Cissampelos capensis L.f.
Common names: Cape moonseed vine (Eng.); dawidjies, davidjes, dawidjieswortel, dawedjieswortel, fynblaarklimop (Afr.); umayisake (isiXhosa)
Cissampelos capensis is a tough, slow-growing, sprawling or climbing shrublet with beautiful bluish-green foliage, and is a well-known medicinal plant that has been used for hundreds of years.
Cissampelos capensis is a dioecious (male and female flowers on separate plants), perennial climber or twining shrublet growing up to 1 m tall. The plant does not have tendrils but supports itself by twining around the stems of other plants. Leaves are rounded or heart-shaped, up to 25 × 25 mm long, bright green, on thin petioles up to 30 mm long.
Small, velvety hairy, greenish-yellow flowers are produced in leaf axils, in late summer to autumn (from February to May). Male flowers are in clusters, female plants produce 1–2 flowers.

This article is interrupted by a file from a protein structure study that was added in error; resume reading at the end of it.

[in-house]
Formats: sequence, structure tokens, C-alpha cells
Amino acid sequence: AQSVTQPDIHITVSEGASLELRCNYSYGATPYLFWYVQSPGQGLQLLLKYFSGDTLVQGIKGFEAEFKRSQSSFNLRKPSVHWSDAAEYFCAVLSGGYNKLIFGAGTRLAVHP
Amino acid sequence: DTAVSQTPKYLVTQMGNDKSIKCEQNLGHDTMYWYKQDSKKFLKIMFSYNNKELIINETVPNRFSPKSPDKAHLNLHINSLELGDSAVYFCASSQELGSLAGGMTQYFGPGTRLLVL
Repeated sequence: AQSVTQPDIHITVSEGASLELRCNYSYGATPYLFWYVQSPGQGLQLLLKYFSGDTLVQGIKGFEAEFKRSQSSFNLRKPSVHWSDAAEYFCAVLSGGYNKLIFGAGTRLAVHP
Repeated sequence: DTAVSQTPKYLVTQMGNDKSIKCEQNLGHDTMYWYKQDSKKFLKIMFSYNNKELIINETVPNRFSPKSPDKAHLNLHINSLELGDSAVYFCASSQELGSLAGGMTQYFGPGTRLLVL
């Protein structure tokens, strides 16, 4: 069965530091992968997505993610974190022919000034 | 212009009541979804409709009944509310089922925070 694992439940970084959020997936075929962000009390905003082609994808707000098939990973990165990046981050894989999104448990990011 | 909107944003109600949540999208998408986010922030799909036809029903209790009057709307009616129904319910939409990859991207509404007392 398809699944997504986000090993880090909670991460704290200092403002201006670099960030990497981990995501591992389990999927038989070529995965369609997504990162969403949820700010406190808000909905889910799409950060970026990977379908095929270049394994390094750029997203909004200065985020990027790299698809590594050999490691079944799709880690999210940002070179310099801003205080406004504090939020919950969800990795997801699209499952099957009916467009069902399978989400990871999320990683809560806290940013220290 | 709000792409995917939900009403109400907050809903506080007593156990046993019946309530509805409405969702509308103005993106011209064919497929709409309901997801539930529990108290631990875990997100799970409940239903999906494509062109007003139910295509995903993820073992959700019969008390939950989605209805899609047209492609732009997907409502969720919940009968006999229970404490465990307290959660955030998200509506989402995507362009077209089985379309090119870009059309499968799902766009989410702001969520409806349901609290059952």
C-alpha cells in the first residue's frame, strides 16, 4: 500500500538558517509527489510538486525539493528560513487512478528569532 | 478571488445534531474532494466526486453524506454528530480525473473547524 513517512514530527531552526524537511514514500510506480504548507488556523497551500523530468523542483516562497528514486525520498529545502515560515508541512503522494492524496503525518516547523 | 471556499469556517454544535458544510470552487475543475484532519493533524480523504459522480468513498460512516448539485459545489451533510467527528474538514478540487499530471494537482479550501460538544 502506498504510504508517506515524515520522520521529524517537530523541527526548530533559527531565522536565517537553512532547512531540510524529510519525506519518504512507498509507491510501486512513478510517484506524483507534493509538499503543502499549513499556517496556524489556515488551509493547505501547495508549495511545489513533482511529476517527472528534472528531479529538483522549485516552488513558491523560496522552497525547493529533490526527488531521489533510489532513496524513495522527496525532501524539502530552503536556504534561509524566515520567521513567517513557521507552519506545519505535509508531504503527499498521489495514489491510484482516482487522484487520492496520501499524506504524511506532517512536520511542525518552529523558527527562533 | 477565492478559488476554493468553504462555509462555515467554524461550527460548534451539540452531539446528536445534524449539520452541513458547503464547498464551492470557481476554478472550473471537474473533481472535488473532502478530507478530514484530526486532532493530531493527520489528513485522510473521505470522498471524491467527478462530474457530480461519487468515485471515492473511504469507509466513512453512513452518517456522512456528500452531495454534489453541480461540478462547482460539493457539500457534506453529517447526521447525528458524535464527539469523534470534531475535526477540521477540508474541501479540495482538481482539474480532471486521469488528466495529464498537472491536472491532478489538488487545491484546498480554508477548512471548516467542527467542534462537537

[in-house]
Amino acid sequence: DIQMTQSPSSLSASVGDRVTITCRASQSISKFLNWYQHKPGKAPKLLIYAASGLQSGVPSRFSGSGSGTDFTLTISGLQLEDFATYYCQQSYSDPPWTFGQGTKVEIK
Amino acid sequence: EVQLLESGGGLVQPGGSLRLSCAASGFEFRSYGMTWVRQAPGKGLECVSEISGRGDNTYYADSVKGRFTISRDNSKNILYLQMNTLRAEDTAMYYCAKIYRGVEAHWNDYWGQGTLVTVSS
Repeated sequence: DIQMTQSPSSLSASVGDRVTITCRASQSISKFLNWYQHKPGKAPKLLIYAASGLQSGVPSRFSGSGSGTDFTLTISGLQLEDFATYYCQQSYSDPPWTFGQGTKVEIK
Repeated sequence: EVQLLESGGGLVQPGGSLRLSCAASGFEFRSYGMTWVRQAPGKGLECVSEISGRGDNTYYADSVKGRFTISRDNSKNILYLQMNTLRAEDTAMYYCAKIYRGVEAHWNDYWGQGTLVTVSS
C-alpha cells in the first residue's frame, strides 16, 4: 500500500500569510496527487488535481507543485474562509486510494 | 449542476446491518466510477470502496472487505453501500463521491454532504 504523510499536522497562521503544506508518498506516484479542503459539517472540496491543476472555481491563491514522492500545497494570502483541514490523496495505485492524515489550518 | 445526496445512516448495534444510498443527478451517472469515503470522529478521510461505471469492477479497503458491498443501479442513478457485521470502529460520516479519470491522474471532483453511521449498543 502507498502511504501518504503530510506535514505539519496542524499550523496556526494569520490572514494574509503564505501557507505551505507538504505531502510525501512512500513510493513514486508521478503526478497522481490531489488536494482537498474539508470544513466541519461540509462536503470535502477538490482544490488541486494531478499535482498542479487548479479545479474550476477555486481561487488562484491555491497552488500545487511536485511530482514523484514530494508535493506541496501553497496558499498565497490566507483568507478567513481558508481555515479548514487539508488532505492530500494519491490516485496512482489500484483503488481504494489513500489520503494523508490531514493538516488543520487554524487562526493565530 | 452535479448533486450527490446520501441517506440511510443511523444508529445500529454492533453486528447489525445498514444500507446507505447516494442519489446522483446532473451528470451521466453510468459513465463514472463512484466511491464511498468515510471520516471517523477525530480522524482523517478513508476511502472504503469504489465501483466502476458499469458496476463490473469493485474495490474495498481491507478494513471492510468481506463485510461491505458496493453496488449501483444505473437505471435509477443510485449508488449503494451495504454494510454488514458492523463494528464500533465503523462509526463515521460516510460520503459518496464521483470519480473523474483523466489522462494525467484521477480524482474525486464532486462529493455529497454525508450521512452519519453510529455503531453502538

The fruit is an inedible, grape-sized, fleshy, orange berry.
Cissampelos capensis is currently assessed as Least Concern (LC) in the Red List of South African plants. This means that the species is not threatened and is not at risk of becoming extinct.
Distribution and habitat
The plant is widely distributed in the western and southern parts of South Africa, from the western Karoo to Gqeberha (formerly Port Elizabeth), and in southern Namibia. It grows in open localities on sandy slopes and scrublands, on well-drained, sandy or granite-derived soils, at elevations up to 1 900 m. In most lowland habitats (absent from Protea and Erica Fynbos), plants are found sporadically in loamy or clayey soils. In the arid parts of the Karoo, plants with berries are found only along rivers and in sheltered places among boulders on koppies.
Derivation of name and historical aspects